Since 1994, when William P. Bengen published his research showing that a retiree could take out approximately 4% of his retirement portfolio, adjust it annually for inflation, and be reasonably sure to outlive his money, 4% has become somewhat of an industry standard for the safe retirement withdrawal rate.
Safe Withdrawal Rates - More Than a Rule of Thumb?
But, like any other rule of thumb, certain problems are presented when the guidance is looked at closely. As Michael Kitces told the advisor community in “Resolving the Paradox – Is the Safe Withdrawal Rate Sometimes Too Safe?” (May 2008), a scenario where two couples with identical portfolios retire a year apart can lead to surprising and somewhat illogical results. If the market were to increase or decrease substantially during the year when one couple retires but the other has not, each couple will be advised of fairly different safe withdrawal amounts over the rest of their lives. This occurs despite having the same portfolio. Only the timing of their retirement date causes the dramatic difference in the suggested standard of living.
What’s the Proper Safe Withdrawal Amount?
No sure risk-free solution to a safe withdrawal rate exists. (Every suggestion has either the risk that you spend too much too quickly and run out or that you spend too little and, late in life, become disappointed you didn’t spend more earlier on during retirement). My suggestion is to start at approximately 4%, but to be mindful of some key factors that may guide you to spend more or less in any given year:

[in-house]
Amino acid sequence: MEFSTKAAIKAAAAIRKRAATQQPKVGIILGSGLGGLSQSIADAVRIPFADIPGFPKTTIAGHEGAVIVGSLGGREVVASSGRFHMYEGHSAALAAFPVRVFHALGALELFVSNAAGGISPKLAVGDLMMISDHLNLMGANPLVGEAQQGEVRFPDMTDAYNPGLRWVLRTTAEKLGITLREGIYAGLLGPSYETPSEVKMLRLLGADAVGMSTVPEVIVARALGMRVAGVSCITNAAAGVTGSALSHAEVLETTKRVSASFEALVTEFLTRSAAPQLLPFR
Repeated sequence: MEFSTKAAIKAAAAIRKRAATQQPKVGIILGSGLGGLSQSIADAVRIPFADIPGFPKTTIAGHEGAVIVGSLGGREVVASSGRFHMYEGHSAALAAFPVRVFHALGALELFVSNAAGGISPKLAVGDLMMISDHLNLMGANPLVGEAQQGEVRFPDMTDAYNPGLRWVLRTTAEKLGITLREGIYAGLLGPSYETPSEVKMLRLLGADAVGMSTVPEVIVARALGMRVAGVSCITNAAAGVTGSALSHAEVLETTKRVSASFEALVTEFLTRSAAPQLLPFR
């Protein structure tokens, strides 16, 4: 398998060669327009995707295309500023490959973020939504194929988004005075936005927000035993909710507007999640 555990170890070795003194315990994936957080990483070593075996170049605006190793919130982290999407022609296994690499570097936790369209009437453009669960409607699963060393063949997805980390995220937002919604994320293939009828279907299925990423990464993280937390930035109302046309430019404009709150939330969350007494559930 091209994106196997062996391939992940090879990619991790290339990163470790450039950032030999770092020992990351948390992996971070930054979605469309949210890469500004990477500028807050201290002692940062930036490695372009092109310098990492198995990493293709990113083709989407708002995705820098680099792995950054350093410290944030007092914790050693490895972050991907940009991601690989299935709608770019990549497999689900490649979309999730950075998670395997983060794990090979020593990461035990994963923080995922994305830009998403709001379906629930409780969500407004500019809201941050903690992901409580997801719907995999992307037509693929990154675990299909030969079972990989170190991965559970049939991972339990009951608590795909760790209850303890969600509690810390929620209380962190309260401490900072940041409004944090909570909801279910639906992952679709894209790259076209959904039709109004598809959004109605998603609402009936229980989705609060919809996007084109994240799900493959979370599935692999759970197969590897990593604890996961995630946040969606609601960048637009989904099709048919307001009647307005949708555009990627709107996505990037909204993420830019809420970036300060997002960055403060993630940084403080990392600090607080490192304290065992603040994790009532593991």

- Your health may decline as you get older. Consider spending more in the beginning of retirement on items like travel and vacation.
- The market may take a severe downturn shortly after you retire. Consider ratcheting back spending in the early years to give your investments a chance to come back rather than realizing your loss by selling at a relative low point.
- You may outlive your live expectancy. Consider combating this possibility by the purchase of an immediate annuity or a longevity annuity.
Not a Sure Thing
You can see why it’s virtually impossible to give precise guidance to how much you can afford to spend in a given year during retirement. Yet, as people crave simplification from the increasingly complicated concept of retirement, rules of thumb can be useful. Personally, I will strive to start at 4% one day, knowing there are a bunch of variables, many of which I cannot control, that may change my ultimate spending ratio.
Keep Tabs on Yourself
The close monitoring of your portfolio and spending, possibly with a competent financial advisor at your side, can give you the confidence to spend comfortably on the items you truly desire with the timing that makes sense given your overall goals for retirement.